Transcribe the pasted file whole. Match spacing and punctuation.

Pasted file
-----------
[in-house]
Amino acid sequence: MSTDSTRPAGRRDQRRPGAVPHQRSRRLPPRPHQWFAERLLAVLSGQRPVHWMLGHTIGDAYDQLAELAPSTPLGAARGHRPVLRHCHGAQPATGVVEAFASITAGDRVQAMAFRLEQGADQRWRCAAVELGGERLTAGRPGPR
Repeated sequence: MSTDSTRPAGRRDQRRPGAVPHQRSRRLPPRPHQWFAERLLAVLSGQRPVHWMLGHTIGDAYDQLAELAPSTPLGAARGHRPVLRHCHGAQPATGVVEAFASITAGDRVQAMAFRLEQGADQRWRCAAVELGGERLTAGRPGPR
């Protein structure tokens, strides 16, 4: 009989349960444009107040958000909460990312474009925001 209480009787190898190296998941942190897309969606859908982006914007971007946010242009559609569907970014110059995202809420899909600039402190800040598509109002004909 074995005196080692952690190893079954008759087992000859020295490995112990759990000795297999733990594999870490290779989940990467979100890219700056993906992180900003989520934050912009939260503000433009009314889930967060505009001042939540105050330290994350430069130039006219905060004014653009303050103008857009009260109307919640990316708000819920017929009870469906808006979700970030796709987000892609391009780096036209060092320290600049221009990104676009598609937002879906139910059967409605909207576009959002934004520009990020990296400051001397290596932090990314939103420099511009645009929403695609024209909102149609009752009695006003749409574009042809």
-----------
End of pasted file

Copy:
[in-house]
Amino acid sequence: MSTDSTRPAGRRDQRRPGAVPHQRSRRLPPRPHQWFAERLLAVLSGQRPVHWMLGHTIGDAYDQLAELAPSTPLGAARGHRPVLRHCHGAQPATGVVEAFASITAGDRVQAMAFRLEQGADQRWRCAAVELGGERLTAGRPGPR
Repeated sequence: MSTDSTRPAGRRDQRRPGAVPHQRSRRLPPRPHQWFAERLLAVLSGQRPVHWMLGHTIGDAYDQLAELAPSTPLGAARGHRPVLRHCHGAQPATGVVEAFASITAGDRVQAMAFRLEQGADQRWRCAAVELGGERLTAGRPGPR
């Protein structure tokens, strides 16, 4: 009989349960444009107040958000909460990312474009925001 209480009787190898190296998941942190897309969606859908982006914007971007946010242009559609569907970014110059995202809420899909600039402190800040598509109002004909 074995005196080692952690190893079954008759087992000859020295490995112990759990000795297999733990594999870490290779989940990467979100890219700056993906992180900003989520934050912009939260503000433009009314889930967060505009001042939540105050330290994350430069130039006219905060004014653009303050103008857009009260109307919640990316708000819920017929009870469906808006979700970030796709987000892609391009780096036209060092320290600049221009990104676009598609937002879906139910059967409605909207576009959002934004520009990020990296400051001397290596932090990314939103420099511009645009929403695609024209909102149609009752009695006003749409574009042809």